SHAHEEN CONTINUES CALL FOR ACTION ON SMALL BUSINESS INNOVATION PROGRAM
Discusses Small Business Innovation Research Program (SBIR) during tour of Hudson firmJanuary 14, 2011
(Hudson, N.H.) - U.S. Senator Jeanne Shaheen (D-NH) today continued her call for action on a critical small business innovation program that Congress has failed to reauthorize. Her comments today came during a tour of Spire Semiconductor, a manufacturing firm in Hudson.
Shaheen, a member of the Senate Committee on Small Business, has supported reauthorizing the Small Business Innovation Research (SBIR) program, which allows small companies to compete for federal research and development dollars. Despite bipartisan support, Congress has failed to pass a long-term reauthorization and the program is operating under a short-term extension, which creates uncertainty for small businesses.
"Spire Semiconductor is a great New Hampshire success story and a direct beneficiary of the Small Business Innovation Research program," Shaheen said. "But despite bipartisan support for this program, Congress has failed to ensure it has the stability and support it needs to be effective. As a member of the Senate Small Business Committee, I will work with my colleagues to get the long-term reauthorization of Small Business Innovation Research Program passed in this Congress."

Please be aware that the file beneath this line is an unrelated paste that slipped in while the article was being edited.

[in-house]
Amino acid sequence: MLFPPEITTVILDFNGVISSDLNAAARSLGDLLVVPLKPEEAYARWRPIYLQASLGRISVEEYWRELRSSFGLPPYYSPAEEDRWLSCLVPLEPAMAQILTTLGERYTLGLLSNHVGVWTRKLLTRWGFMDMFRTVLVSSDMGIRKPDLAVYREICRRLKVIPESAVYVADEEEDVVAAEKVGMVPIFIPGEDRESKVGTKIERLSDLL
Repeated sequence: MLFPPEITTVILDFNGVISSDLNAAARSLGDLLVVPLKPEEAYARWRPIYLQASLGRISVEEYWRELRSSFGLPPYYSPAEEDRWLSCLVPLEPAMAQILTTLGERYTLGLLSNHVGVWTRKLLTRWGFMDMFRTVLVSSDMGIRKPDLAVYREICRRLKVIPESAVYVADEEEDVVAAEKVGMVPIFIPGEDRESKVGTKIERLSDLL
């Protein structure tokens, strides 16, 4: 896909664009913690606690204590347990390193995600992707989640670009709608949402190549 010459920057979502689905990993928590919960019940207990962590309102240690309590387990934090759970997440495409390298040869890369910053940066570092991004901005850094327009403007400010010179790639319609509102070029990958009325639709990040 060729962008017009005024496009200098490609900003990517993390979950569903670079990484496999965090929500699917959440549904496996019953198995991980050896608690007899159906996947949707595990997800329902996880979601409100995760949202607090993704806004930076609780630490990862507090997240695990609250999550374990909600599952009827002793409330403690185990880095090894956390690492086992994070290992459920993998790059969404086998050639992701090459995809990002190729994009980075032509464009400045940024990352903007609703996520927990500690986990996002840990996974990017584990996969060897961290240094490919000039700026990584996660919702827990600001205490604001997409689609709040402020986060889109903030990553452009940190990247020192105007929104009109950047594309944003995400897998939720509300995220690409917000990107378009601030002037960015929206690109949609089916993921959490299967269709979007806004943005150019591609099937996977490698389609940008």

Spire Semiconductor specializes in innovative solar energy manufacturing equipment and optoelectronic components for the defense, biomedical, telecommunications, and consumer products markets. It was awarded three SBIR grants for its solar cell technology over the last two years through the Department of Defense, and is looking to add to its 20 employees as a result of the advances made through SBIR grants.
"Spire is pleased that Senator Shaheen is visiting our Hudson facility where we are developing advanced solar cell technology," said CEO Roger G. Little. "Her support of the Department of Energy's Solar Initiative and the Federal Small Business Innovation Research (SBIR) program is crucial to our ability to innovate and compete with international organizations bringing their products to the U.S., allowing us to grow in Southern New Hampshire."
First created in legislation from New Hampshire Senator Warren Rudman, SBIR was established in 1982 to increase participation of small innovative companies in federally funded R&D. Since its creation, New Hampshire firms have received over $330 million in research grants through the SBIR program. Over the last two years, New Hampshire firms received 80 total awards totaling $26 million in grants through SBIR. Despite its size, New Hampshire is ranked 22nd in the nation for total grants awarded through the Department of Defense over the life of the program.
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